Dear All The Mothers, But Not Mine

By Lashelle Johnson

flickr/Raziel Janeway

The Est. is collecting open letters on Sessions, familial separation and the current administration’s response to asylum seekers and immigrants — good grief our collective heart! — to publish on a dedicated landing page as a kind of evolving pastiche of opinions and concerns, anger and empathy. Resistance is vital.

400 words or less. We can pay $50 for every submission chosen. If you’ve got something to say, email us at getestablished@theestablishment.co. SUBJECT LINE: Open Borders

Thank you for everything you do.

Dear Mothers,

Not mine.

My mother was allowed in the country without questions — an infant in her arms. My mother was given a green card and told to go forth and prosper in the American Dream. She knew only elementary English.

My mother got a job quickly. She stayed with the same company for decades and rose through the ranks. Bootstraps. My mother had a salary; not extravagant, but enough to take care of me.

My mother became a citizen 17 years after she stepped onto American soil — never once afraid of deportation in the interim. My mother was naturalized and no one was excited but us. A quiet assumption: She was American. Like them.

A “good” immigrant with auburn hair and seafoam eyes. A model immigrant for posters hanging in U.S. Customs and Border Protection offices.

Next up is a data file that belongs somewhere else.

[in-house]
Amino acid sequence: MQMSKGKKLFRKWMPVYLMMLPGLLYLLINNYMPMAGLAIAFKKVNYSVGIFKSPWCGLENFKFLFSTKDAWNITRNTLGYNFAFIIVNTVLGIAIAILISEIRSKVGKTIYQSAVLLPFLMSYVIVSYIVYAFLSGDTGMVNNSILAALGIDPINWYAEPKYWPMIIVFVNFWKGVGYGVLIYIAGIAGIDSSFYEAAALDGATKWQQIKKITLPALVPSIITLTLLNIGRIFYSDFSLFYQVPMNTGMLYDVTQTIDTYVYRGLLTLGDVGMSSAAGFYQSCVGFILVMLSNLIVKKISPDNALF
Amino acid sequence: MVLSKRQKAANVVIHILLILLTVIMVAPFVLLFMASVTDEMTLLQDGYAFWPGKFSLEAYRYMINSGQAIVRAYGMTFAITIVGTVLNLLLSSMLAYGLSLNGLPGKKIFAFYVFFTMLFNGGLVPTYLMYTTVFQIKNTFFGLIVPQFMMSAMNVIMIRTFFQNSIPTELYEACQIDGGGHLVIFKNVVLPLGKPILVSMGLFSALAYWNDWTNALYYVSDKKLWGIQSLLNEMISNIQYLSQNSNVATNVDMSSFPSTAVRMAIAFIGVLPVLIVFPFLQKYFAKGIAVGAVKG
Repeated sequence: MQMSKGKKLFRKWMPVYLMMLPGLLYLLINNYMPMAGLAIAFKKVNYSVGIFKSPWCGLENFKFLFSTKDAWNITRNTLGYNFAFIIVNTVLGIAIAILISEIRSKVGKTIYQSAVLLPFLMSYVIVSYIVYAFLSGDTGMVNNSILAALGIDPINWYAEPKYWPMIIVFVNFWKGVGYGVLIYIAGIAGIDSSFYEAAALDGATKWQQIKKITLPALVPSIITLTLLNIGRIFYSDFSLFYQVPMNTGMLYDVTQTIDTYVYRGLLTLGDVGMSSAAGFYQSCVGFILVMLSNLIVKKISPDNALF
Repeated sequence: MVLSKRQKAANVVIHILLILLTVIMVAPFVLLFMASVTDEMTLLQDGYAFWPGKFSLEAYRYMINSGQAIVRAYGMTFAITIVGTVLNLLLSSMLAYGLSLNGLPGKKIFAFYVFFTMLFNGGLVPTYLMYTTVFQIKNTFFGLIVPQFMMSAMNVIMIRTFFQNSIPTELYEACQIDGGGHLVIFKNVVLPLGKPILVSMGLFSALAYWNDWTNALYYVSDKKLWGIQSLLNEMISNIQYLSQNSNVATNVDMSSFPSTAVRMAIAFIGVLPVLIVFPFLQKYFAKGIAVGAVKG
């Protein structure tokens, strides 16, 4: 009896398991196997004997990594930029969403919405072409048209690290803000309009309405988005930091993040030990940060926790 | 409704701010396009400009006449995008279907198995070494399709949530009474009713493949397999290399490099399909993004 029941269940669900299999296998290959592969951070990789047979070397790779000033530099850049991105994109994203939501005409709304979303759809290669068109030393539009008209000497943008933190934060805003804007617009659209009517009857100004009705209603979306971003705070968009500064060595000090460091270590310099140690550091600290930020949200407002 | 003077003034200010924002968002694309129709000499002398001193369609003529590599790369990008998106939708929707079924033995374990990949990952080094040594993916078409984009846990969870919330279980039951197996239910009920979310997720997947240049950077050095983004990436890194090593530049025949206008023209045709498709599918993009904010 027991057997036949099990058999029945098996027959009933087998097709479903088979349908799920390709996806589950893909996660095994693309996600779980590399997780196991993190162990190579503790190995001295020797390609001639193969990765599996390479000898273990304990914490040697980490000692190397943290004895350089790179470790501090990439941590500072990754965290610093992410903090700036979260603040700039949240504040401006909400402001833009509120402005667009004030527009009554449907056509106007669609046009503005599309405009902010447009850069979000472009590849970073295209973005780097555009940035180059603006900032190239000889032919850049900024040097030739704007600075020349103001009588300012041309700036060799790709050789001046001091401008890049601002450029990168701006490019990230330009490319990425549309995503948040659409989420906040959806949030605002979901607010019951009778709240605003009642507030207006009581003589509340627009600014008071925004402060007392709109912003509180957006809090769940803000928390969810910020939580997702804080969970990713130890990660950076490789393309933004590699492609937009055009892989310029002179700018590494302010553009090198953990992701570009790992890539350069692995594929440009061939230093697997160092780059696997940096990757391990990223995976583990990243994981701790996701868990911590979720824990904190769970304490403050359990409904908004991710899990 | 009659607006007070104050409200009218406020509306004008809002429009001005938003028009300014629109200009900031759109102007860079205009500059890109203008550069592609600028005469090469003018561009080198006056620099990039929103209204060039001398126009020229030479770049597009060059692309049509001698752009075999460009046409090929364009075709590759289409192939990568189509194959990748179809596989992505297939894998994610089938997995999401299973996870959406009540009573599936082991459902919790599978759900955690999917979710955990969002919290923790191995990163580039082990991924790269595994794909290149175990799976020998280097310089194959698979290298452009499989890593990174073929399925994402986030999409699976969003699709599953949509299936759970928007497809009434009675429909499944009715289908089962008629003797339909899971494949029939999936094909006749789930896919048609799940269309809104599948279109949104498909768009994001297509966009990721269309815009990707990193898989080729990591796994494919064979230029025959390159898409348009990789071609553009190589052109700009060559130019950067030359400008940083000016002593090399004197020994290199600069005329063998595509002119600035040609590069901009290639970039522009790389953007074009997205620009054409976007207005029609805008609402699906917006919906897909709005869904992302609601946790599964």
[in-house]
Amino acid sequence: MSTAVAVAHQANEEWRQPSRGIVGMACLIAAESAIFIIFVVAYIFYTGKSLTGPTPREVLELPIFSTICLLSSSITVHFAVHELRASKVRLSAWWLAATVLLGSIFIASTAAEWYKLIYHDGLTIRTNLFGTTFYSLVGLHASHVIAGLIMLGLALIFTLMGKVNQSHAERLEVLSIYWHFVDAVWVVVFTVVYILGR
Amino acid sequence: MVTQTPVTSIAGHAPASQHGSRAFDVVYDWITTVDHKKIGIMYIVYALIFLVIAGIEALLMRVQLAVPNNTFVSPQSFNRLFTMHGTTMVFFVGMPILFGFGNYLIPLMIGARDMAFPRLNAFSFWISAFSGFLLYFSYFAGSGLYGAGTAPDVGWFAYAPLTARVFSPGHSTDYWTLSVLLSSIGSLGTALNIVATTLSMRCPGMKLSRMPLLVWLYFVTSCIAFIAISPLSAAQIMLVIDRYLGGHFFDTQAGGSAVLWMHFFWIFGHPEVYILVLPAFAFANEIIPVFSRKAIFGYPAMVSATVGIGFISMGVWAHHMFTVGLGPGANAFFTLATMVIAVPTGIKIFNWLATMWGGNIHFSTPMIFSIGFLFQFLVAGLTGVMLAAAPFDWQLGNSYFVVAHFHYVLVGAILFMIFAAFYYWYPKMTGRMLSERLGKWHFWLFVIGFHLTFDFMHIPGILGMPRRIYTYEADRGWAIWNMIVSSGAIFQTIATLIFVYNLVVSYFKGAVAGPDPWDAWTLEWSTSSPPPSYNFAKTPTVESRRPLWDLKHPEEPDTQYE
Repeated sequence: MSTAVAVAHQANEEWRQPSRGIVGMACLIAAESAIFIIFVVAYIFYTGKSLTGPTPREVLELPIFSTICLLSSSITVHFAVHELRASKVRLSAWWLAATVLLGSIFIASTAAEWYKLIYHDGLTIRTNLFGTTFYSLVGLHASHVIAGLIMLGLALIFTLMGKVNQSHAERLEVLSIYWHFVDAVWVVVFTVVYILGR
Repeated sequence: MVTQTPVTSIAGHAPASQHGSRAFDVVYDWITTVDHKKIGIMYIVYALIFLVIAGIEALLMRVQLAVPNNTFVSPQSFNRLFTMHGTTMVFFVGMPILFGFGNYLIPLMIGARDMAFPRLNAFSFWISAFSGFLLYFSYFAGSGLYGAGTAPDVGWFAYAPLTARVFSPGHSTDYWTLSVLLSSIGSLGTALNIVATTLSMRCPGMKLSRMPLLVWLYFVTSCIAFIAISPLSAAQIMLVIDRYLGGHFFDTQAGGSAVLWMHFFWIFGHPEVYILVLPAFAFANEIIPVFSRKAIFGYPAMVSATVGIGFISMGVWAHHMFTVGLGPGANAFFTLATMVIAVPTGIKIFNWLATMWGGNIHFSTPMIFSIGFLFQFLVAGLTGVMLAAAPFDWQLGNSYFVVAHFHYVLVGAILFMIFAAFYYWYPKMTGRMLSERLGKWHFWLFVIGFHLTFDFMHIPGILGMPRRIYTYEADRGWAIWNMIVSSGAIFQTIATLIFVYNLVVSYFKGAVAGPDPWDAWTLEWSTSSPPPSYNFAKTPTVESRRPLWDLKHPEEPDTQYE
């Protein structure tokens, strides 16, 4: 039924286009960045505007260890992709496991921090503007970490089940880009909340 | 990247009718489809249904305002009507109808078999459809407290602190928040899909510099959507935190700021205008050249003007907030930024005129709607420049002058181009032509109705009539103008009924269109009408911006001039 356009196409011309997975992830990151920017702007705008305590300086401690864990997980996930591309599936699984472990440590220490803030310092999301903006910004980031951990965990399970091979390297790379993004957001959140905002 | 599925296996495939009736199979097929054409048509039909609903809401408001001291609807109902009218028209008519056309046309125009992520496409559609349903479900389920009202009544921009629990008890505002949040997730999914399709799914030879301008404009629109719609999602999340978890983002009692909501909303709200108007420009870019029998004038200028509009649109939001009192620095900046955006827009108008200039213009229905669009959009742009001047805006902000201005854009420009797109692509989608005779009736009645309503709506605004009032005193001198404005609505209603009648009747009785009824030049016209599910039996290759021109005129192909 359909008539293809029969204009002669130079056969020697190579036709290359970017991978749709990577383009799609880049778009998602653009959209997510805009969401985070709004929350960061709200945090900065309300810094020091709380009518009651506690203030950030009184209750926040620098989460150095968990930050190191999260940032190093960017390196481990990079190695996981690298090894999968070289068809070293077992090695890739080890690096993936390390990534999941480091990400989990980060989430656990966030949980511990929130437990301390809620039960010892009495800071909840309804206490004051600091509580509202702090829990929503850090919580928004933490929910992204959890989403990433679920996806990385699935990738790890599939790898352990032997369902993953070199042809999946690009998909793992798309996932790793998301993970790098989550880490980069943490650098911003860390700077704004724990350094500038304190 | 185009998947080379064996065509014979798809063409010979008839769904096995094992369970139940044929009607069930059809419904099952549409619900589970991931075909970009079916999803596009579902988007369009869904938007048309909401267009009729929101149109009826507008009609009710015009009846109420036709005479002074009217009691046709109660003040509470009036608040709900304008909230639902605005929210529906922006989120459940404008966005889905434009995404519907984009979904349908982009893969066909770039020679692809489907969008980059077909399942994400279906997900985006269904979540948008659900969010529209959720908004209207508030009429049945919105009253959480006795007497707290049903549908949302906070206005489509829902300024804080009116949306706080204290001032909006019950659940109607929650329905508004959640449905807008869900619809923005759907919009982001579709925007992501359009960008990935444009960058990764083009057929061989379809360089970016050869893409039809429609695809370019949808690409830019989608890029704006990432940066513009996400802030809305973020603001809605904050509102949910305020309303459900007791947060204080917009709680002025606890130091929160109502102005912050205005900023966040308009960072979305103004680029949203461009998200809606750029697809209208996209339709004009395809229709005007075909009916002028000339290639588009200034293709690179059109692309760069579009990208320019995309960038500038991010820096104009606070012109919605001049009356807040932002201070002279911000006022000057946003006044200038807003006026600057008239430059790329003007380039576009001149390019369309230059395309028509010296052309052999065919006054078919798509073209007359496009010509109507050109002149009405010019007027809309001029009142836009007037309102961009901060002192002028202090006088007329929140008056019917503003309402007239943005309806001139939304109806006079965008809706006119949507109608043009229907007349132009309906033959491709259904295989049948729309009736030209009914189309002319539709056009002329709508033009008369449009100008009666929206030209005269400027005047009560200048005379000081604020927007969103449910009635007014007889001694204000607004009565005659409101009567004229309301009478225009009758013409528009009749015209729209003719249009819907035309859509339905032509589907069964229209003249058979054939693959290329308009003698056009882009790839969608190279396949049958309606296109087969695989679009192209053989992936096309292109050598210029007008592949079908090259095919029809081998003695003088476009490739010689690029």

My mother is white.

I am brown.

Brown like the mothers who are seized at U.S. borders. Mothers who cannot move so freely through the world for fear of having their children ripped from their arms as they await trial for crimes they did not commit. Brown like the mothers seeking asylum. Mothers who want the same safety for their children my mother provided me. The same chance afforded to my mother as she arrived in a new country. I am brown like the mothers in holding cells, wondering if their children will survive in internment camps.

My mother’s whiteness afforded me the safety to grow up in her arms, not a cage. My mother’s whiteness afforded me protection from a system that criminalizes mothers who look like me. I am often plagued by the idea that if I were my mother, trying to do what is best for my child, my story would not be so kind.

So, Dear Mothers:

You deserve safety. 
You deserve respect. 
You deserve humanity.

You deserve to live a life like my immigrant mother.

Mothers, I love you.

Like what you read? Give The Establishment a round of applause.

From a quick cheer to a standing ovation, clap to show how much you enjoyed this story.

Responses
The author has chosen not to show responses on this story. You can still respond by clicking the response bubble.